At http://archaeologynewsnetwork.blogspot.co.uk/2015/03/chinas-mysterious-s… … strange ritual sites in NW China (spilling over into Mongolia) appear to go back to 2500BC – the same age as Egypt's pyramids and Stonehenge in the UK.
At http://archaeologynewsnetwork.blogspot.co.uk/2015/03/revisiting-origins-… … the Harappan or Indus Valley civilisation appears to be indigenous to the region – and this is looking more likely by the day. The aryan invasion theory was concocted solely to account for the destruction of so many settlements in the region. An international team of academics has been looking at the Indus script and it is now believed the Rig Veda was composed by indigenous people rather than invading nomads. The interesting thing is that the Harappan civilisation (or Indus if you like) thrived during the 4th and 3rd millenniums BC – precisely at the same time that civilisation thrived across Iran and the Fertile Crescent. This indicates climate was more agreeable, on the one hand, but it is also a fact that site destructions did not just devastate the Indus Valley (and tectonic changes did not just alter the course of rivers in that part of the world) but the destruction was universal – right across Mesopotamia through Anatolia and the Aegean into Europe, and in the other direction, China and all points eastwards. It was a series of global events. The fact that nomads arrived in the wake of the destructions is neither here nor there as they are a symptom of the same upheaval. Rather, it is always assumed new arrivals were nomads when it could just as easily have been a movement of refugees – some of whom were formerly sedantory.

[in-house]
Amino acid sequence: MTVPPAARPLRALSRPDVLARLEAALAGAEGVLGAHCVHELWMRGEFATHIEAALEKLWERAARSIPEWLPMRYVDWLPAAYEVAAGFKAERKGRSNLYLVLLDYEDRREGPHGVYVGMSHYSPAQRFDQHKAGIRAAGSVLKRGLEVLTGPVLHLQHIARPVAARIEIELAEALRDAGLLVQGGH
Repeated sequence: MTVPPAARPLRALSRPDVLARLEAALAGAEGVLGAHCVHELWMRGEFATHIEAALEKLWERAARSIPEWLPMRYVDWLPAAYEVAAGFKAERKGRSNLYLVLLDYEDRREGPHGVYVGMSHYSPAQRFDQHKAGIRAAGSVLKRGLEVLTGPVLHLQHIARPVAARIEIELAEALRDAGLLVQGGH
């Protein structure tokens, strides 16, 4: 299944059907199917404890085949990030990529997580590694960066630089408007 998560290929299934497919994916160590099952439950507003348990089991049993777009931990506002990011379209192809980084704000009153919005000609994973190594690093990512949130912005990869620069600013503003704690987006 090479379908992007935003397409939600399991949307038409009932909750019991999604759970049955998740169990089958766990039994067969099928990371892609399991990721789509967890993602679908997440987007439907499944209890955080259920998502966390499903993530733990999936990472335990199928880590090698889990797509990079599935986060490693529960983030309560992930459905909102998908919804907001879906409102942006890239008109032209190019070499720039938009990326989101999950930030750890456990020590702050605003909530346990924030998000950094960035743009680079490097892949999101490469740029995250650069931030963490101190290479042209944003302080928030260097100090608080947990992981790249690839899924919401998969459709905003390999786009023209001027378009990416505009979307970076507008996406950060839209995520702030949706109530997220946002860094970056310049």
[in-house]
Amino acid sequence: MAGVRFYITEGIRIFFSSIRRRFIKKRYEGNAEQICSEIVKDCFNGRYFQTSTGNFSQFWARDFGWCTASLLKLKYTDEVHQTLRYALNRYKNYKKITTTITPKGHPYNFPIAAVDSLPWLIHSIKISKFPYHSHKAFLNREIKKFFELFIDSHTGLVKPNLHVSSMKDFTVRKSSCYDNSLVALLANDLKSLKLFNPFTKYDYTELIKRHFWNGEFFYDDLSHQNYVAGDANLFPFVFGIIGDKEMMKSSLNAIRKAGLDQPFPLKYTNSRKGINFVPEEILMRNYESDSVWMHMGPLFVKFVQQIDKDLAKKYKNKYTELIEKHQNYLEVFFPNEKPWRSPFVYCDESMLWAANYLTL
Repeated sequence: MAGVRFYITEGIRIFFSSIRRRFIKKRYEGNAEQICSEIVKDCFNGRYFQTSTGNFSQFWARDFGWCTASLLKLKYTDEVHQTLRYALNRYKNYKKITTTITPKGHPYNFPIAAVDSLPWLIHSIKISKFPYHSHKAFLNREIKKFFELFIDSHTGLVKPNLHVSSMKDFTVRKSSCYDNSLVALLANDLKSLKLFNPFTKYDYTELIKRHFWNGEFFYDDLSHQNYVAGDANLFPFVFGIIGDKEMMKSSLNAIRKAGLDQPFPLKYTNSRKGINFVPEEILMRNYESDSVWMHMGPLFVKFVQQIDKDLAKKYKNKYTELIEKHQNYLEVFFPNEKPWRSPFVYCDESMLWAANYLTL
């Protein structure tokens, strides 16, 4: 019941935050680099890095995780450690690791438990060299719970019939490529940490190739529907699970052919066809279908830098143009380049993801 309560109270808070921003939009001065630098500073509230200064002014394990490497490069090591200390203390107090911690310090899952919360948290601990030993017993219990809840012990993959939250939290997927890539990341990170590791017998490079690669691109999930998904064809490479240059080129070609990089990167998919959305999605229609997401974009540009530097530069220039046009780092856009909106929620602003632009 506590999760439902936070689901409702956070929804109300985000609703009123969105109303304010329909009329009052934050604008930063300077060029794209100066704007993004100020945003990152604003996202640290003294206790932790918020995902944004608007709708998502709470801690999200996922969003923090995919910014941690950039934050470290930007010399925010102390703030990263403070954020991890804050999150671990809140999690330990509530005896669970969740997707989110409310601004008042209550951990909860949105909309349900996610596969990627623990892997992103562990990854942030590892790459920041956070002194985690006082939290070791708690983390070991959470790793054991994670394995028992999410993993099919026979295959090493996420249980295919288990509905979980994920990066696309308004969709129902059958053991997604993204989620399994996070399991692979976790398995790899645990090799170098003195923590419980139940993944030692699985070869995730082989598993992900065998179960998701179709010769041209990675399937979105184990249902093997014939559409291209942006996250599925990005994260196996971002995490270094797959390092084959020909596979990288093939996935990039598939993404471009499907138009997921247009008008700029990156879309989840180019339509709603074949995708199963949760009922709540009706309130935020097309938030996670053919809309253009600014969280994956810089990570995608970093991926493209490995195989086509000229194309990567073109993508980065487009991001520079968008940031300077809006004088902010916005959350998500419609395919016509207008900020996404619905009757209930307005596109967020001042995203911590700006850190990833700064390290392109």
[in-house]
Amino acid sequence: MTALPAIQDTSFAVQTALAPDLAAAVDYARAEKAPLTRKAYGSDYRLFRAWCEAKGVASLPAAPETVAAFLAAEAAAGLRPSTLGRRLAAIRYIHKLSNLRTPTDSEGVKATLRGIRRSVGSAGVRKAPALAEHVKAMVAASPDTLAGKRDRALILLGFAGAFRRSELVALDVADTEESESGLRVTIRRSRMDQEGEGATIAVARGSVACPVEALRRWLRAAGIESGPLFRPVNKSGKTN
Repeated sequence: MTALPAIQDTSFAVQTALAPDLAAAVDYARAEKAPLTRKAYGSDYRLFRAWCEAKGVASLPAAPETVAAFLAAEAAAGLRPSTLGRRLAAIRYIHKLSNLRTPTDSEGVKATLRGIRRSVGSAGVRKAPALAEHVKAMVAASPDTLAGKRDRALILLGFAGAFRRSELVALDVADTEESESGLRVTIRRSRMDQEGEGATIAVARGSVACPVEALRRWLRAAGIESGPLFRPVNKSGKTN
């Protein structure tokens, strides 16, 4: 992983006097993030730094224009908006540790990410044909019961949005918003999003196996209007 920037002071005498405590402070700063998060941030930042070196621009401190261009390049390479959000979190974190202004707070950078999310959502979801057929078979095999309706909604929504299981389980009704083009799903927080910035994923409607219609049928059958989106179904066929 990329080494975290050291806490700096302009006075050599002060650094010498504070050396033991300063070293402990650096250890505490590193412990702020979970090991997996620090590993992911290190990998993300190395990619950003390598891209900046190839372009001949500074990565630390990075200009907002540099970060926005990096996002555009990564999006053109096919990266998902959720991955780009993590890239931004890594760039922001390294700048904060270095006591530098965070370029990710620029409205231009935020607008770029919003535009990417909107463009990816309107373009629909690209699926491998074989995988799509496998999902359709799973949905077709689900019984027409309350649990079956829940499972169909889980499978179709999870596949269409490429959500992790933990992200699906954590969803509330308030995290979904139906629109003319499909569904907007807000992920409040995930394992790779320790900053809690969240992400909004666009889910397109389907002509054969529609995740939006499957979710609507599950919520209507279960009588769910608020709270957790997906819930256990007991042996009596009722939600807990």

At http://archaeologynewsnetwork.blogspot.co.uk/2015/03/ancient-settlements… …. which comes on the heel of some very good Polish archaeology in Egypt and the Near East. In Poland itself a series of fortified settlements has been found dating from the 3rd century BC – at a time people were generally on the move. Using airborne laser scanning, or LIDAR, they have been able to peek through the forest canopy in northern Poland to find the sites, and pick out the marks of human handiwork on the ground. This kind of archaeological research is increasingly popular and is finding new sites all the time across Europe. LIDAR is also used in the UK by organisations such as the Water companies and by the Woodland Trust etc. In the former circumstances this has meant river valleys and flood plains have been extensively mapped – not necessarily for archaeological reasons but for purely unitarian purposes, but at the same time the archaeology shows up as well. In the case of the Woodland Trust it is just a matter of knowing what secrets the woodland might hold – and is useful for any changes they might want to implement (without destroying any archaeology that might exist).